Some therapists don’t fit… I was about to say “are not good” but perhaps they are good for someone else though I can’t really see how. I had one that diagnosed me with ADD within thirty minutes of meeting me even after I told her my mom had me tested at a teacher’s persistence and it came back negative. She would not let it go, no matter how many times she said “Oh, that’s odd” whenever I didn’t fit with the attributes of someone with ADD. Nothing would sway her. It’s not that I would’ve been really upset to have ADD (I would love it if my lack of focus could be blamed on something), it was that she couldn’t consider anything else. I uncover new things about myself with every other session so I believe nothing should be considered definite because you never know what might come up later! The last therapist I had didn’t work out either. She was very nice and started with the “Tell me why you’re here” beginning. It was fine, until she consistently went off on a tangent about something I said, knowing exactly what I needed. She would go on so long when she stopped she had to look back at her clipboard for a question. Eventually I started countering her because by that point I knew I wasn’t coming back and just wanted to see what would happen. She took it well and I did walk away with something to think about but it would have been months before we got anywhere.

Then there are therapists who have no business being therapists. When I walked in to see my first therapist ever I still in denial. I was going “just to see” what a therapist thought. The room was completely bare. I wasn’t sure if it was even her room or if she shared it with someone and thus found no reason to decorate. There was just a table, like from your school cafeteria, and two chairs. For the first thirty minutes she was telling me I was fine, completely dismissing me. Ironically this is what I needed because I finally broke and admitted no, I’m not fine, I need your help. I saw her for a couple months at night, like 7:30 or 8pm because I worked after school. I remember we would be the last people leaving the building and she would tear out of that parking lot like in an action movie. I left work early on the days I needed to see her, but sometimes I couldn’t and had to cancel at the last minute. I don’t think she charged me but most therapists do so maybe. Anyway, Christmas came and she told me she was driving to D.C. to visit her daughter. Two weeks went by, then three… I called to schedule an appointment and got nothing. After a couple days, I left another message. Now me and my anxious self was freaking out because I’m wondering if she was in a wreck or something. I ended up going to the building to ask someone there for news. I found a doctor and asked him if he’d seen Ms… I actually don’t remember her name. Anyway, he said yeah, she’d been in the office, and “I think she left at about 3pm.” Can you imagine a professional dealing with a minor who has major depression just cutting them off like that? I was a mess, tearing up, seriously considering skipping school. I ended up falling apart that night at home and confessed to my mom what I learned. She was naturally pissed as hell and told our insurance company so while finding another therapist. When I had my first session with Sherry, she stuck around for the whole session. Sherry turned out to be wonderful which I didn’t surprise me because I couldn’t believe anyone could be as awful as what’s-her-name.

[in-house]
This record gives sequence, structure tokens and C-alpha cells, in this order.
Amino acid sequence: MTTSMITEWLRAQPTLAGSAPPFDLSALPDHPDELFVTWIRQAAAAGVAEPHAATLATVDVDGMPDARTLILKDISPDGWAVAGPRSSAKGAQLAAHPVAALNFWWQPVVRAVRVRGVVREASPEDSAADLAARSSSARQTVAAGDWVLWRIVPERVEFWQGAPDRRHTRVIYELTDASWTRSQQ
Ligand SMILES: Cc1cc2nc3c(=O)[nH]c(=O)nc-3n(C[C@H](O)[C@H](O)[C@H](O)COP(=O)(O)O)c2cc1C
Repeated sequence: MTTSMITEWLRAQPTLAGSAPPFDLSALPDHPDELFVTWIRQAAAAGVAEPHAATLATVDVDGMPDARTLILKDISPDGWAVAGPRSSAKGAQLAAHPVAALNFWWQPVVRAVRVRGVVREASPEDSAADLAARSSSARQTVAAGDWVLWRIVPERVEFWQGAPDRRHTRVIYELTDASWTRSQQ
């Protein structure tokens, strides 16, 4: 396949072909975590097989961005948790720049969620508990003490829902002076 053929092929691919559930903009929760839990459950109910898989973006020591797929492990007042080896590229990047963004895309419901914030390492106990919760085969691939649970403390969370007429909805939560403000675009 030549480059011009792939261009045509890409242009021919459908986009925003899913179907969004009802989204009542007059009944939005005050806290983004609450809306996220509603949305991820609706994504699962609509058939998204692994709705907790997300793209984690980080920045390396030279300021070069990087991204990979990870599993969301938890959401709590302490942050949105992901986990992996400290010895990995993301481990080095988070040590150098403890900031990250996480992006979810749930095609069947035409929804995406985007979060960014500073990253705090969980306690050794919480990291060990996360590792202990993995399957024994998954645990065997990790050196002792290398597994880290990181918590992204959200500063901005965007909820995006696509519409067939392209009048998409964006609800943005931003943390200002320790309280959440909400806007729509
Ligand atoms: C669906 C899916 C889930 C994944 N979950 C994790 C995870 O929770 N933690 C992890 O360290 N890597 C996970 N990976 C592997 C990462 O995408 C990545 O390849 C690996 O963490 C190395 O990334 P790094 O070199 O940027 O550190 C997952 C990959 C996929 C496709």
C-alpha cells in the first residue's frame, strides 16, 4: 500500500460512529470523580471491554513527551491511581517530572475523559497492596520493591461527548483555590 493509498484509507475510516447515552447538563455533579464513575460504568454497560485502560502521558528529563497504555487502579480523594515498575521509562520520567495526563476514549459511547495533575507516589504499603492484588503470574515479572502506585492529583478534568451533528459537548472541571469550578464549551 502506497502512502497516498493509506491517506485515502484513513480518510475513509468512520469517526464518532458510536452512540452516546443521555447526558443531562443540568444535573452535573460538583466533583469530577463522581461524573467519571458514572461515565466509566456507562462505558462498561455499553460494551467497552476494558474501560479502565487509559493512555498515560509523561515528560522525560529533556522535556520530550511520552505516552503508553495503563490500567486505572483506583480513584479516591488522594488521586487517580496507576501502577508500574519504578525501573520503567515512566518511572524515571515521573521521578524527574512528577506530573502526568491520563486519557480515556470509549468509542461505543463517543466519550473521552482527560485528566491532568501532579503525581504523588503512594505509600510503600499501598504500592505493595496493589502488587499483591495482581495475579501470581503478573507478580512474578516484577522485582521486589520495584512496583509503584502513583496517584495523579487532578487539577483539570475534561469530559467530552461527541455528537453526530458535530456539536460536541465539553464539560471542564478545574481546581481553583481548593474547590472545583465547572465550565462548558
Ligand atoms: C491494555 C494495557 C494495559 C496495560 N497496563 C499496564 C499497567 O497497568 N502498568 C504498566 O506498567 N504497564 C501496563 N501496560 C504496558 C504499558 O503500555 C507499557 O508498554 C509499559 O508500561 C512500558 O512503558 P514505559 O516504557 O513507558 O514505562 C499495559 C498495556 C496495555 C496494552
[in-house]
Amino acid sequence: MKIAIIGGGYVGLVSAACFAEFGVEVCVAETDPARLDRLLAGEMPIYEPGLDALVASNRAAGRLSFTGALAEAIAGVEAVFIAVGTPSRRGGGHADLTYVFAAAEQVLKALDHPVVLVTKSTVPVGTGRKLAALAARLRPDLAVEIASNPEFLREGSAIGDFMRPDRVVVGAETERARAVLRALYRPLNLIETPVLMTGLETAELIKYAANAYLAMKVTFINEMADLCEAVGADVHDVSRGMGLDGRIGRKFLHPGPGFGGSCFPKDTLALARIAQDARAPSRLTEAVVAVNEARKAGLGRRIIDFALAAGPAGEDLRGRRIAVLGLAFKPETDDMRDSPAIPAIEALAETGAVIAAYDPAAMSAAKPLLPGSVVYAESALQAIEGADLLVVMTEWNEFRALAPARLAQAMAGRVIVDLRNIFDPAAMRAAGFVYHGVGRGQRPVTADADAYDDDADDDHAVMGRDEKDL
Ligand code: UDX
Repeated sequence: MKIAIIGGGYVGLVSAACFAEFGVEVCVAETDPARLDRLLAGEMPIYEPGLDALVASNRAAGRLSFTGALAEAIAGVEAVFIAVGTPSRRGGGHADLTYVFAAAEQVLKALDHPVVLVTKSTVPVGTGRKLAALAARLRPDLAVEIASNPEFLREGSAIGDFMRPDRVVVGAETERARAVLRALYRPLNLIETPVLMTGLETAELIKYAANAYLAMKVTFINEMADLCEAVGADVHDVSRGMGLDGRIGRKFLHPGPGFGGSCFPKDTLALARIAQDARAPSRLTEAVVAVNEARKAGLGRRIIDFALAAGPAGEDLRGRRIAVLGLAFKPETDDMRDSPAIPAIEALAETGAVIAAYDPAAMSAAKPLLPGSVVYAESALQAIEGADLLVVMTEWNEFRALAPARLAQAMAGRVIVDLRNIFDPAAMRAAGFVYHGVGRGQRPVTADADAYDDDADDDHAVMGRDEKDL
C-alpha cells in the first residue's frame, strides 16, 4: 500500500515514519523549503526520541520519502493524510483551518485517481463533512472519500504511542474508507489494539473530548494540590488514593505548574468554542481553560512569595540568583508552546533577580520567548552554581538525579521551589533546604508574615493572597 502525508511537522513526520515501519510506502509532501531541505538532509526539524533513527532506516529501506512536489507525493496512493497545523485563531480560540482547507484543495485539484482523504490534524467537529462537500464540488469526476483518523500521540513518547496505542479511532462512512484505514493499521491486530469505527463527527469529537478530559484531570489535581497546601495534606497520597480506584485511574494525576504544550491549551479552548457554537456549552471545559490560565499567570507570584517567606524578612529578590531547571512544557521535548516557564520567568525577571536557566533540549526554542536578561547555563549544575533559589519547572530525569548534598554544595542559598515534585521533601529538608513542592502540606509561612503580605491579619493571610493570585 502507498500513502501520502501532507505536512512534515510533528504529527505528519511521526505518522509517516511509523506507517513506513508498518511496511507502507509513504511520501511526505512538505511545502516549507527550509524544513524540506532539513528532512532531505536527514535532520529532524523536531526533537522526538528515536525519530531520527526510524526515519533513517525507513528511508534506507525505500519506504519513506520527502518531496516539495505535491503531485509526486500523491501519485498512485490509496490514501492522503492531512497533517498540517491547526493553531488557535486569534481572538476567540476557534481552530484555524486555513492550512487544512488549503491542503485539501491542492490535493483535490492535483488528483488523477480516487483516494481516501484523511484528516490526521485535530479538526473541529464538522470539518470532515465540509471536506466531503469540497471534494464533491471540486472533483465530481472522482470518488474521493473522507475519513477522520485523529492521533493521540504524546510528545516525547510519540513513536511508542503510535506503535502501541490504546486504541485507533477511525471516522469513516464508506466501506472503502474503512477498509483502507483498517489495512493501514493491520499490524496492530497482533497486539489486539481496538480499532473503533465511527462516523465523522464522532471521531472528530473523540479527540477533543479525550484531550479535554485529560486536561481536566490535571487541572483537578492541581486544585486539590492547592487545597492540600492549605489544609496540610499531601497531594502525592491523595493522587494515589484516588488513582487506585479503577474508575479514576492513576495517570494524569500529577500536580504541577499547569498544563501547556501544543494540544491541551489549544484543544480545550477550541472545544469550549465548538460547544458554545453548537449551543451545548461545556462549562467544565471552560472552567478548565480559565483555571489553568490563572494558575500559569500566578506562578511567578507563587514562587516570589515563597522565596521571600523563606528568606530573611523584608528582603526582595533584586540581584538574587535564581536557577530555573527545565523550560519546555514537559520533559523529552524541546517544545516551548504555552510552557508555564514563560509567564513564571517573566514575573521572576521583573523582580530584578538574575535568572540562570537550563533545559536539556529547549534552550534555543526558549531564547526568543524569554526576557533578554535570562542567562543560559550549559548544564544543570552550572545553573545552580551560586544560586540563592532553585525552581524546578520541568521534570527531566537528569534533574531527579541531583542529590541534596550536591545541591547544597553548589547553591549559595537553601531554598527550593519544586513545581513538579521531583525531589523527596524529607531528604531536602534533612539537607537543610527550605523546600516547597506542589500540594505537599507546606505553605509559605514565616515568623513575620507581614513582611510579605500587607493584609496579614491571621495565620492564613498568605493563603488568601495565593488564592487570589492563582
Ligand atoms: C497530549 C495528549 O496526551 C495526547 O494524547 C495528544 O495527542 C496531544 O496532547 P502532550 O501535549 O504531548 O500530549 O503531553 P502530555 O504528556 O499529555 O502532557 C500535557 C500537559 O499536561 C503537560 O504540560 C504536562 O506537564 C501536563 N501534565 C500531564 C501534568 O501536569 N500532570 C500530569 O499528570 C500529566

Basically, finding a great therapist is a bitch.